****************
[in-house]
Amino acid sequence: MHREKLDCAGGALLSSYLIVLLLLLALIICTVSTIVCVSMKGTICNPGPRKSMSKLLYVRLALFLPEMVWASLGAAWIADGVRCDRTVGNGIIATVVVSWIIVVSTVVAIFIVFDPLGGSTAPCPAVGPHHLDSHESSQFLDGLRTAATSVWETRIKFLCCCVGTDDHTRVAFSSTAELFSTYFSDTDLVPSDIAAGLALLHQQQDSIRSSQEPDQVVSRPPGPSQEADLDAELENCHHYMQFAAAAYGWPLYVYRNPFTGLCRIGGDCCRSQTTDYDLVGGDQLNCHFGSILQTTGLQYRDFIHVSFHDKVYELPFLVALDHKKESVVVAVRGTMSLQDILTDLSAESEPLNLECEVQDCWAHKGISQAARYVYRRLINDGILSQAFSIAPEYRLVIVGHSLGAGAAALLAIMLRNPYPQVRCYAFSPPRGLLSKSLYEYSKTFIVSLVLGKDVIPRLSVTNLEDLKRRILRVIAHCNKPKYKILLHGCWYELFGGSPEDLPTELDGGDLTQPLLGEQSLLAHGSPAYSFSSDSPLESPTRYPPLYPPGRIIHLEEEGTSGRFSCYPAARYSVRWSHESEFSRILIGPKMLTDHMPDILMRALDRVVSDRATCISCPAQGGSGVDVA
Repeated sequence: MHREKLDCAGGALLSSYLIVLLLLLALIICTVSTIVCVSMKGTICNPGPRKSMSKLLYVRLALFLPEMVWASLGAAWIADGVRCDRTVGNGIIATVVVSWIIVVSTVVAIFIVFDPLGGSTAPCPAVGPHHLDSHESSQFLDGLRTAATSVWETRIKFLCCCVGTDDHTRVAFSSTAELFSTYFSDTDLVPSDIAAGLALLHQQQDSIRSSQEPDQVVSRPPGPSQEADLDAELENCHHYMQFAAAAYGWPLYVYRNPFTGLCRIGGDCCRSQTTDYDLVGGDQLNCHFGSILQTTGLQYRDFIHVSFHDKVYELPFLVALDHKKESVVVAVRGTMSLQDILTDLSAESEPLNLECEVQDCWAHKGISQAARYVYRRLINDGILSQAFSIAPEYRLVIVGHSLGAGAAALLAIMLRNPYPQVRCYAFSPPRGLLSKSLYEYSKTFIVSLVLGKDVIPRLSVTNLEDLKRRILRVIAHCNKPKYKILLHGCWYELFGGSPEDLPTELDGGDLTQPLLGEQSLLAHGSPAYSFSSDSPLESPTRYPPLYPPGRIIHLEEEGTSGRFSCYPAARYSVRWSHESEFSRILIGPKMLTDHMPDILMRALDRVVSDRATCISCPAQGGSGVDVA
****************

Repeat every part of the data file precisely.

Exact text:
[in-house]
Amino acid sequence: MHREKLDCAGGALLSSYLIVLLLLLALIICTVSTIVCVSMKGTICNPGPRKSMSKLLYVRLALFLPEMVWASLGAAWIADGVRCDRTVGNGIIATVVVSWIIVVSTVVAIFIVFDPLGGSTAPCPAVGPHHLDSHESSQFLDGLRTAATSVWETRIKFLCCCVGTDDHTRVAFSSTAELFSTYFSDTDLVPSDIAAGLALLHQQQDSIRSSQEPDQVVSRPPGPSQEADLDAELENCHHYMQFAAAAYGWPLYVYRNPFTGLCRIGGDCCRSQTTDYDLVGGDQLNCHFGSILQTTGLQYRDFIHVSFHDKVYELPFLVALDHKKESVVVAVRGTMSLQDILTDLSAESEPLNLECEVQDCWAHKGISQAARYVYRRLINDGILSQAFSIAPEYRLVIVGHSLGAGAAALLAIMLRNPYPQVRCYAFSPPRGLLSKSLYEYSKTFIVSLVLGKDVIPRLSVTNLEDLKRRILRVIAHCNKPKYKILLHGCWYELFGGSPEDLPTELDGGDLTQPLLGEQSLLAHGSPAYSFSSDSPLESPTRYPPLYPPGRIIHLEEEGTSGRFSCYPAARYSVRWSHESEFSRILIGPKMLTDHMPDILMRALDRVVSDRATCISCPAQGGSGVDVA
Repeated sequence: MHREKLDCAGGALLSSYLIVLLLLLALIICTVSTIVCVSMKGTICNPGPRKSMSKLLYVRLALFLPEMVWASLGAAWIADGVRCDRTVGNGIIATVVVSWIIVVSTVVAIFIVFDPLGGSTAPCPAVGPHHLDSHESSQFLDGLRTAATSVWETRIKFLCCCVGTDDHTRVAFSSTAELFSTYFSDTDLVPSDIAAGLALLHQQQDSIRSSQEPDQVVSRPPGPSQEADLDAELENCHHYMQFAAAAYGWPLYVYRNPFTGLCRIGGDCCRSQTTDYDLVGGDQLNCHFGSILQTTGLQYRDFIHVSFHDKVYELPFLVALDHKKESVVVAVRGTMSLQDILTDLSAESEPLNLECEVQDCWAHKGISQAARYVYRRLINDGILSQAFSIAPEYRLVIVGHSLGAGAAALLAIMLRNPYPQVRCYAFSPPRGLLSKSLYEYSKTFIVSLVLGKDVIPRLSVTNLEDLKRRILRVIAHCNKPKYKILLHGCWYELFGGSPEDLPTELDGGDLTQPLLGEQSLLAHGSPAYSFSSDSPLESPTRYPPLYPPGRIIHLEEEGTSGRFSCYPAARYSVRWSHESEFSRILIGPKMLTDHMPDILMRALDRVVSDRATCISCPAQGGSGVDVA